More college students choosing advance degrees over jobs -, South Georgia News, Weather, Sports

More college students choosing advance degrees over jobs

By Jennifer Emert - bio | email

ALBANY, GA (WALB) –  College campuses are getting more crowded as more students decide to continue their education over getting a job.

Darton College's enrollment in the last year has sky rocketed, it was up 16 percent for the fall term. With Georgia's unemployment rate still inching up, many students are realizing getting a job is tough so they're choosing to stay on that education track and transfer to get more than an associates degree.

The fine arts students that performed on the stage, long for bigger stages and audiences, but of the three graduates none of them have been looking for a job, instead they've been filling out more enrollment papers to further their degrees.

Allen Story knows a little bit about the power of money and a good job.

"Pay has a lot to do with it," said Allen Story, a soon to be graduate.

He sings about "greed" in his most recent performance and worries his associates degree in theater isn't enough to find a job.

"In think ten shows actually closed on Broadway because they could not financially run, they had to actually shut a lot of shows down," said Story.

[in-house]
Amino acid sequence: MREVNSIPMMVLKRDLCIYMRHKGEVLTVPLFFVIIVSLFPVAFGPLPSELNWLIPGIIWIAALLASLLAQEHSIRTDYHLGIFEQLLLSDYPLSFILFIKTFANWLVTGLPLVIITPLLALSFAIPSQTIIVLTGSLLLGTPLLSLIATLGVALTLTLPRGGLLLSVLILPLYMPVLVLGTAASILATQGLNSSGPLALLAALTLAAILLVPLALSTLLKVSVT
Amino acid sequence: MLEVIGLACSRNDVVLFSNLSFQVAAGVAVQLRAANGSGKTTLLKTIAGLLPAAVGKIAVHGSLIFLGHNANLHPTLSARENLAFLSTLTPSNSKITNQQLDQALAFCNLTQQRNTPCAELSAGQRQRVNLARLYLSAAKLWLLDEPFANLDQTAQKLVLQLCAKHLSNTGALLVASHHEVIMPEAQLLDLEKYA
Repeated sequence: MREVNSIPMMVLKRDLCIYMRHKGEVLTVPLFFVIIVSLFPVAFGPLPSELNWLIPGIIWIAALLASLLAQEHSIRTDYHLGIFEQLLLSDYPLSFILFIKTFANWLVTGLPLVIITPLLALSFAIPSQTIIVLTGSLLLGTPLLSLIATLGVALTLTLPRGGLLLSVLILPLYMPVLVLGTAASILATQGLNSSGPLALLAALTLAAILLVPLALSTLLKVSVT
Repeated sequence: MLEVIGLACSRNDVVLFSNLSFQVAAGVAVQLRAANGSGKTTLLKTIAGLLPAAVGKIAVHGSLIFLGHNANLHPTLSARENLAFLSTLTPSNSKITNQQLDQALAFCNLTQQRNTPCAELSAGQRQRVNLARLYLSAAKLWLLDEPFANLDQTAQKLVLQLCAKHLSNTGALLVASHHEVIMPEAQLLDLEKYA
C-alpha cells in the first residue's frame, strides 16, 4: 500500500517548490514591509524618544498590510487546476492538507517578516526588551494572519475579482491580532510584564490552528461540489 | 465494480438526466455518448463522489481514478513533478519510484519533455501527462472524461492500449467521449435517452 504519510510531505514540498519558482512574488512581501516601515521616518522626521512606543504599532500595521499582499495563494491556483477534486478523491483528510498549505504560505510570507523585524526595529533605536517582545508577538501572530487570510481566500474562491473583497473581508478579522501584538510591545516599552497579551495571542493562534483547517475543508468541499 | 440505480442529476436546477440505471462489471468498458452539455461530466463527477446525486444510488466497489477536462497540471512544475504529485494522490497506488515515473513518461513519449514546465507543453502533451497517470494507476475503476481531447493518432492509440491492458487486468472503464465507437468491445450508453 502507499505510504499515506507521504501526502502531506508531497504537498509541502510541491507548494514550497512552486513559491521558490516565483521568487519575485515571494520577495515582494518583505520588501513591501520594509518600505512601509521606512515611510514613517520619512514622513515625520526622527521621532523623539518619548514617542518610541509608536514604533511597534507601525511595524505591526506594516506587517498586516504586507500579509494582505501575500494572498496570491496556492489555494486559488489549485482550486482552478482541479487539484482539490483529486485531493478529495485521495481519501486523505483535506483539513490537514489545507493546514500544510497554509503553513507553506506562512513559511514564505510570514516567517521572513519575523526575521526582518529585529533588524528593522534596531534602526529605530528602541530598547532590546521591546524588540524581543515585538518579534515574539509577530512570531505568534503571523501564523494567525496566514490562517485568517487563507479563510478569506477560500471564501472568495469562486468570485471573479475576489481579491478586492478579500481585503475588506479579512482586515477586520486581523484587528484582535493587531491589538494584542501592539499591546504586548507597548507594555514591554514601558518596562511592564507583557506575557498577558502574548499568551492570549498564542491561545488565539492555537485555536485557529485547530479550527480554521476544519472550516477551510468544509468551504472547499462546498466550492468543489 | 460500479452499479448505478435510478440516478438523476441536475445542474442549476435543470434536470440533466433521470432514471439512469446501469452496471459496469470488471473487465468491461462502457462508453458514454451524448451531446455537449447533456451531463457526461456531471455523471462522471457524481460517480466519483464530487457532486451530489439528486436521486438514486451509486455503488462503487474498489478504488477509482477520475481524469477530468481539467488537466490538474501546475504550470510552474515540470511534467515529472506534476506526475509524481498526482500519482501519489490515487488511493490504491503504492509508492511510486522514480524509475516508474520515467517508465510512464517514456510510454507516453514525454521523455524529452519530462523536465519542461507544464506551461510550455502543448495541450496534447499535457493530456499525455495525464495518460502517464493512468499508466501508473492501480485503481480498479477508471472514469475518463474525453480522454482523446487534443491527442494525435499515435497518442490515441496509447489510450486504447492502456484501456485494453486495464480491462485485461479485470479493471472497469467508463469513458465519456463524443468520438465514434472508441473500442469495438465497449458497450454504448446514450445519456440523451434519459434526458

He dreams of Broadway, but now has a back up plan, furthering his degree at Gainesville State.

"Just in case the whole performing arts doesn't work out I've always get the ability to teach it," said Story.

"Further education is definitely key to being successful but it's certainly not the only way to make a living," said Keith Walker, Darton College Associate Professor of Music.

All three Fine Arts graduates have opted to choose the classroom over the spotlight.

"Most of our students do tend to transfer to four year institutions for further education," said Walker.

It's not a final bow for Allen and while he gets nervous before each performance, at least for now he's not nervous about finding a job.

Darton College students aren't alone, almost 40 percent of the nation's 18- to 24-year-olds in the last year were enrolled in college, breaking a record. That surge was driven up by students enrolled at a community colleges.

Georgia's unemployment rate of 10.2 percent is double what it was two years ago. Georgia's unemployment rate of 10.2 percent is double what it was two years ago.

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